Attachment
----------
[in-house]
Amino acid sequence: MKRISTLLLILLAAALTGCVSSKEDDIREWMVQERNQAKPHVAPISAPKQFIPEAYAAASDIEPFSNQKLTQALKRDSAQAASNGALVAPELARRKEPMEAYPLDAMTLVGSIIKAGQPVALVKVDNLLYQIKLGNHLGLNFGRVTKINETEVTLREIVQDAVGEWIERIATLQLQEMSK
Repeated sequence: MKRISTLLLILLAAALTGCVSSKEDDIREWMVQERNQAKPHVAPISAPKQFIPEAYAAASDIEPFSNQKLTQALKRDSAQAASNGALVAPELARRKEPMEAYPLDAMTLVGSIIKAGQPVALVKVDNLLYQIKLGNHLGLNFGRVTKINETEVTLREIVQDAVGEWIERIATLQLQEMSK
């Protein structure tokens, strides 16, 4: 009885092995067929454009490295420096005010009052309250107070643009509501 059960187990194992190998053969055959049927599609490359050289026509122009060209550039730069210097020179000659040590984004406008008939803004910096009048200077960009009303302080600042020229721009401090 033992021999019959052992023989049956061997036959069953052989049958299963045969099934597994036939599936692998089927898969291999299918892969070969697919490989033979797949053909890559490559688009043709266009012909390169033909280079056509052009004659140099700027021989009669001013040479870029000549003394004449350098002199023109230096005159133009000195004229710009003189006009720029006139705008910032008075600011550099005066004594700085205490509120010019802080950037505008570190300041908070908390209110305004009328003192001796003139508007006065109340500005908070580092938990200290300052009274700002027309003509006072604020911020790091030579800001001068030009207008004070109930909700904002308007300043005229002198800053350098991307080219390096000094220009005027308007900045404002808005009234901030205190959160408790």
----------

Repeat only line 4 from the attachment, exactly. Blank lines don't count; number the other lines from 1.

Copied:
């Protein structure tokens, strides 16, 4: 009885092995067929454009490295420096005010009052309250107070643009509501 059960187990194992190998053969055959049927599609490359050289026509122009060209550039730069210097020179000659040590984004406008008939803004910096009048200077960009009303302080600042020229721009401090 033992021999019959052992023989049956061997036959069953052989049958299963045969099934597994036939599936692998089927898969291999299918892969070969697919490989033979797949053909890559490559688009043709266009012909390169033909280079056509052009004659140099700027021989009669001013040479870029000549003394004449350098002199023109230096005159133009000195004229710009003189006009720029006139705008910032008075600011550099005066004594700085205490509120010019802080950037505008570190300041908070908390209110305004009328003192001796003139508007006065109340500005908070580092938990200290300052009274700002027309003509006072604020911020790091030579800001001068030009207008004070109930909700904002308007300043005229002198800053350098991307080219390096000094220009005027308007900045404002808005009234901030205190959160408790």